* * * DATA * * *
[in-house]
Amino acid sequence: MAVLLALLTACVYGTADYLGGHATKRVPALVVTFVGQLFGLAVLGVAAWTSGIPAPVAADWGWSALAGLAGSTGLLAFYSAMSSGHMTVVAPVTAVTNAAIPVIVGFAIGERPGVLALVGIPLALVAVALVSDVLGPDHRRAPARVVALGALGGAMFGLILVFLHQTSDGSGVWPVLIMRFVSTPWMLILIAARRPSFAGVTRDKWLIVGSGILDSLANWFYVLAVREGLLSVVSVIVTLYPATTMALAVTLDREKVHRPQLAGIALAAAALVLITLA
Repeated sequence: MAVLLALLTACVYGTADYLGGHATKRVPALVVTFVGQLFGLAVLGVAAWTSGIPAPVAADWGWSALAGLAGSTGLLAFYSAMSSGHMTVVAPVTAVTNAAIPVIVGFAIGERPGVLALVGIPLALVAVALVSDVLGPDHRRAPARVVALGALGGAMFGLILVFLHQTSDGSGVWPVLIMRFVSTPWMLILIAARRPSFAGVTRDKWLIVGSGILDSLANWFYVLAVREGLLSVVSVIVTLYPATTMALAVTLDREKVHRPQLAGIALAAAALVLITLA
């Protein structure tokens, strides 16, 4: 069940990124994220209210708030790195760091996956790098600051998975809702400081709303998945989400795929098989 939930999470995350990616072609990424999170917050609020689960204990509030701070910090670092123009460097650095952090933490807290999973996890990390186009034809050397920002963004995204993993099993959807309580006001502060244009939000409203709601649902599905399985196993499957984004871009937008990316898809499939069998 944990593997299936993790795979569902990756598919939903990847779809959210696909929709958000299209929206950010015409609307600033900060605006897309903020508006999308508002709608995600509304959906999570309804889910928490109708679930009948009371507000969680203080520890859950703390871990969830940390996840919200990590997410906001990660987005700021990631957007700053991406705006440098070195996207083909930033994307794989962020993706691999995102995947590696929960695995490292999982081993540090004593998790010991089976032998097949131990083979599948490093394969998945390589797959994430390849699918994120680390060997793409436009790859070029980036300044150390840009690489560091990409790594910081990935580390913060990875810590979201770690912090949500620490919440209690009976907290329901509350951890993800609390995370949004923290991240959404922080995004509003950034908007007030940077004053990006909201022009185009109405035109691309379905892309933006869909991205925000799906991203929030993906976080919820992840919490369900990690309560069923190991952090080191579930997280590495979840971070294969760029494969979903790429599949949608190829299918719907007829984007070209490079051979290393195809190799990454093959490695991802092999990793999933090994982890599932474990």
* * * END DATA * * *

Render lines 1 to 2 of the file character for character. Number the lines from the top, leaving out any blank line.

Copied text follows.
[in-house]
Amino acid sequence: MAVLLALLTACVYGTADYLGGHATKRVPALVVTFVGQLFGLAVLGVAAWTSGIPAPVAADWGWSALAGLAGSTGLLAFYSAMSSGHMTVVAPVTAVTNAAIPVIVGFAIGERPGVLALVGIPLALVAVALVSDVLGPDHRRAPARVVALGALGGAMFGLILVFLHQTSDGSGVWPVLIMRFVSTPWMLILIAARRPSFAGVTRDKWLIVGSGILDSLANWFYVLAVREGLLSVVSVIVTLYPATTMALAVTLDREKVHRPQLAGIALAAAALVLITLA